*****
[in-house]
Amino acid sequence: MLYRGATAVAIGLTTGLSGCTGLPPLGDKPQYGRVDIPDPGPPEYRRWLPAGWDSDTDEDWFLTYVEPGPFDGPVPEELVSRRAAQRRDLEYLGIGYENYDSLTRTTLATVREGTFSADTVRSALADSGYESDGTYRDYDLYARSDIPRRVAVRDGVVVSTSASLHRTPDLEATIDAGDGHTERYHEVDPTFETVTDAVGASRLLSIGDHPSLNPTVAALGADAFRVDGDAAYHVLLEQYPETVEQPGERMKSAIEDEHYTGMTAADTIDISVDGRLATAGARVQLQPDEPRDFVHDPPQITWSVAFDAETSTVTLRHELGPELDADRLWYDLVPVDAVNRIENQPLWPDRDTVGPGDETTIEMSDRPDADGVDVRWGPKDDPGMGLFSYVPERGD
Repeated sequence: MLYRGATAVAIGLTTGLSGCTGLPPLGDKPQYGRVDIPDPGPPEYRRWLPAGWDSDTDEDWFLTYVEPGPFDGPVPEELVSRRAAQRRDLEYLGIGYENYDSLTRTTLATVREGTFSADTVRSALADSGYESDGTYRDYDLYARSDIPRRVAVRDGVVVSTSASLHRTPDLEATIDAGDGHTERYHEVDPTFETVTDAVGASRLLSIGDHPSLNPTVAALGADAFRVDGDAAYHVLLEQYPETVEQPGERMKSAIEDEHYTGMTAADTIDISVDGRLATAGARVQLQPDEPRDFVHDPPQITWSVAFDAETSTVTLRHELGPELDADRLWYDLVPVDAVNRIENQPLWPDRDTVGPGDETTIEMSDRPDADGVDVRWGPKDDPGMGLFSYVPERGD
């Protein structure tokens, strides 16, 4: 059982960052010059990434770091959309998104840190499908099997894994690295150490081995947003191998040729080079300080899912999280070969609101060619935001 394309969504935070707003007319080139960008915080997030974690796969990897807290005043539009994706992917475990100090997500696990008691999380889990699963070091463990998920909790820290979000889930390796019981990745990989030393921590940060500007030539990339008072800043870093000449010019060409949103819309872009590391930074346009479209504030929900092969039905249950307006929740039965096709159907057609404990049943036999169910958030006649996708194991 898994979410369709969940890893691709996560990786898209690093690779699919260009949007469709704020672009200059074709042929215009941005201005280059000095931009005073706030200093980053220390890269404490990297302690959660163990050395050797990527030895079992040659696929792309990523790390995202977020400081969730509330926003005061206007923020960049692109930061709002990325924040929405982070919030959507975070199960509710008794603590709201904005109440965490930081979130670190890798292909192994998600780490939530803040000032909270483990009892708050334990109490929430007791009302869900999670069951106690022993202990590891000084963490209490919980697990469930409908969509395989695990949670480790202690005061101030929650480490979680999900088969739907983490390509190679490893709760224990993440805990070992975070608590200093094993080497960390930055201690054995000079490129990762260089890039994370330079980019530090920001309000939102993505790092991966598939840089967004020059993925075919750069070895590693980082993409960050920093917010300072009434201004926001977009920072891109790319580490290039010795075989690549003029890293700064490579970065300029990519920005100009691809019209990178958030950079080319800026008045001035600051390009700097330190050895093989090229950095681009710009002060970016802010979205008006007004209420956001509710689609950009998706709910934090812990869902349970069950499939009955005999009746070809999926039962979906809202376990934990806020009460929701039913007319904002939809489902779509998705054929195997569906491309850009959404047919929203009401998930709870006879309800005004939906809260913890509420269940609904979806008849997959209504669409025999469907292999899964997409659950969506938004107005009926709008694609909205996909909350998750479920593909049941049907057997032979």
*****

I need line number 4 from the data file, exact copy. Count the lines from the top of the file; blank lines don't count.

């Protein structure tokens, strides 16, 4: 059982960052010059990434770091959309998104840190499908099997894994690295150490081995947003191998040729080079300080899912999280070969609101060619935001 394309969504935070707003007319080139960008915080997030974690796969990897807290005043539009994706992917475990100090997500696990008691999380889990699963070091463990998920909790820290979000889930390796019981990745990989030393921590940060500007030539990339008072800043870093000449010019060409949103819309872009590391930074346009479209504030929900092969039905249950307006929740039965096709159907057609404990049943036999169910958030006649996708194991 898994979410369709969940890893691709996560990786898209690093690779699919260009949007469709704020672009200059074709042929215009941005201005280059000095931009005073706030200093980053220390890269404490990297302690959660163990050395050797990527030895079992040659696929792309990523790390995202977020400081969730509330926003005061206007923020960049692109930061709002990325924040929405982070919030959507975070199960509710008794603590709201904005109440965490930081979130670190890798292909192994998600780490939530803040000032909270483990009892708050334990109490929430007791009302869900999670069951106690022993202990590891000084963490209490919980697990469930409908969509395989695990949670480790202690005061101030929650480490979680999900088969739907983490390509190679490893709760224990993440805990070992975070608590200093094993080497960390930055201690054995000079490129990762260089890039994370330079980019530090920001309000939102993505790092991966598939840089967004020059993925075919750069070895590693980082993409960050920093917010300072009434201004926001977009920072891109790319580490290039010795075989690549003029890293700064490579970065300029990519920005100009691809019209990178958030950079080319800026008045001035600051390009700097330190050895093989090229950095681009710009002060970016802010979205008006007004209420956001509710689609950009998706709910934090812990869902349970069950499939009955005999009746070809999926039962979906809202376990934990806020009460929701039913007319904002939809489902779509998705054929195997569906491309850009959404047919929203009401998930709870006879309800005004939906809260913890509420269940609904979806008849997959209504669409025999469907292999899964997409659950969506938004107005009926709008694609909205996909909350998750479920593909049941049907057997032979």